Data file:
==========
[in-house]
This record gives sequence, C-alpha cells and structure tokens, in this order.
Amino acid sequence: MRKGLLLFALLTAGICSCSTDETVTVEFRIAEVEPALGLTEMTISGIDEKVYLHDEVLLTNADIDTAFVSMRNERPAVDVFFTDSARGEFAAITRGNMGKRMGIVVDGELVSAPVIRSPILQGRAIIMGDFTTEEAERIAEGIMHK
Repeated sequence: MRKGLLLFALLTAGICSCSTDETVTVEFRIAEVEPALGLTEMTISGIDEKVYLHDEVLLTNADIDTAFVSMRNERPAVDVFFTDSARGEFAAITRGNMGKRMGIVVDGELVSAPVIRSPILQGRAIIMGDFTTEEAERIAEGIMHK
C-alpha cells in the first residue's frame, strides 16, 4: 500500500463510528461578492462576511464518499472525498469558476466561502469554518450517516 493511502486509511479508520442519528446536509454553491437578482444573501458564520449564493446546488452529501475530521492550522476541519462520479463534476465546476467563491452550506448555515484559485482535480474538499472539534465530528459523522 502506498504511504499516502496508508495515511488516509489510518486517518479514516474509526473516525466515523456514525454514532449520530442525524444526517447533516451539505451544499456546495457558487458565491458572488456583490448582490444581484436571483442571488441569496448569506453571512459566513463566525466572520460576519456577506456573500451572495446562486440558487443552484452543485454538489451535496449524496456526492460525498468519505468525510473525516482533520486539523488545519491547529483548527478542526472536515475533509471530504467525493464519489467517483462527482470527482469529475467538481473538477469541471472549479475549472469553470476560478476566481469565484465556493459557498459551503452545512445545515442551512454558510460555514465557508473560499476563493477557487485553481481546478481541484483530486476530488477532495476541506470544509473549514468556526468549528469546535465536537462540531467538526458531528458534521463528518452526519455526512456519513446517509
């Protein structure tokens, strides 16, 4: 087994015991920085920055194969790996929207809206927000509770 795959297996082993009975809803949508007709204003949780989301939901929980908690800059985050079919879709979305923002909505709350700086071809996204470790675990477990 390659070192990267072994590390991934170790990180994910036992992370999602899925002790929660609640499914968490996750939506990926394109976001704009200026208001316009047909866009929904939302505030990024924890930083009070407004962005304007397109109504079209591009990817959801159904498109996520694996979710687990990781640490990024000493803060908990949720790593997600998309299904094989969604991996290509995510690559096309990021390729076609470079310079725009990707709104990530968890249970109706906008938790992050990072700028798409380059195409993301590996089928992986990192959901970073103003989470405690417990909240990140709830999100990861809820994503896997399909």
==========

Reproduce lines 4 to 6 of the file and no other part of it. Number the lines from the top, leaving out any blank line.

Repeated sequence: MRKGLLLFALLTAGICSCSTDETVTVEFRIAEVEPALGLTEMTISGIDEKVYLHDEVLLTNADIDTAFVSMRNERPAVDVFFTDSARGEFAAITRGNMGKRMGIVVDGELVSAPVIRSPILQGRAIIMGDFTTEEAERIAEGIMHK
C-alpha cells in the first residue's frame, strides 16, 4: 500500500463510528461578492462576511464518499472525498469558476466561502469554518450517516 493511502486509511479508520442519528446536509454553491437578482444573501458564520449564493446546488452529501475530521492550522476541519462520479463534476465546476467563491452550506448555515484559485482535480474538499472539534465530528459523522 502506498504511504499516502496508508495515511488516509489510518486517518479514516474509526473516525466515523456514525454514532449520530442525524444526517447533516451539505451544499456546495457558487458565491458572488456583490448582490444581484436571483442571488441569496448569506453571512459566513463566525466572520460576519456577506456573500451572495446562486440558487443552484452543485454538489451535496449524496456526492460525498468519505468525510473525516482533520486539523488545519491547529483548527478542526472536515475533509471530504467525493464519489467517483462527482470527482469529475467538481473538477469541471472549479475549472469553470476560478476566481469565484465556493459557498459551503452545512445545515442551512454558510460555514465557508473560499476563493477557487485553481481546478481541484483530486476530488477532495476541506470544509473549514468556526468549528469546535465536537462540531467538526458531528458534521463528518452526519455526512456519513446517509
């Protein structure tokens, strides 16, 4: 087994015991920085920055194969790996929207809206927000509770 795959297996082993009975809803949508007709204003949780989301939901929980908690800059985050079919879709979305923002909505709350700086071809996204470790675990477990 390659070192990267072994590390991934170790990180994910036992992370999602899925002790929660609640499914968490996750939506990926394109976001704009200026208001316009047909866009929904939302505030990024924890930083009070407004962005304007397109109504079209591009990817959801159904498109996520694996979710687990990781640490990024000493803060908990949720790593997600998309299904094989969604991996290509995510690559096309990021390729076609470079310079725009990707709104990530968890249970109706906008938790992050990072700028798409380059195409993301590996089928992986990192959901970073103003989470405690417990909240990140709830999100990861809820994503896997399909």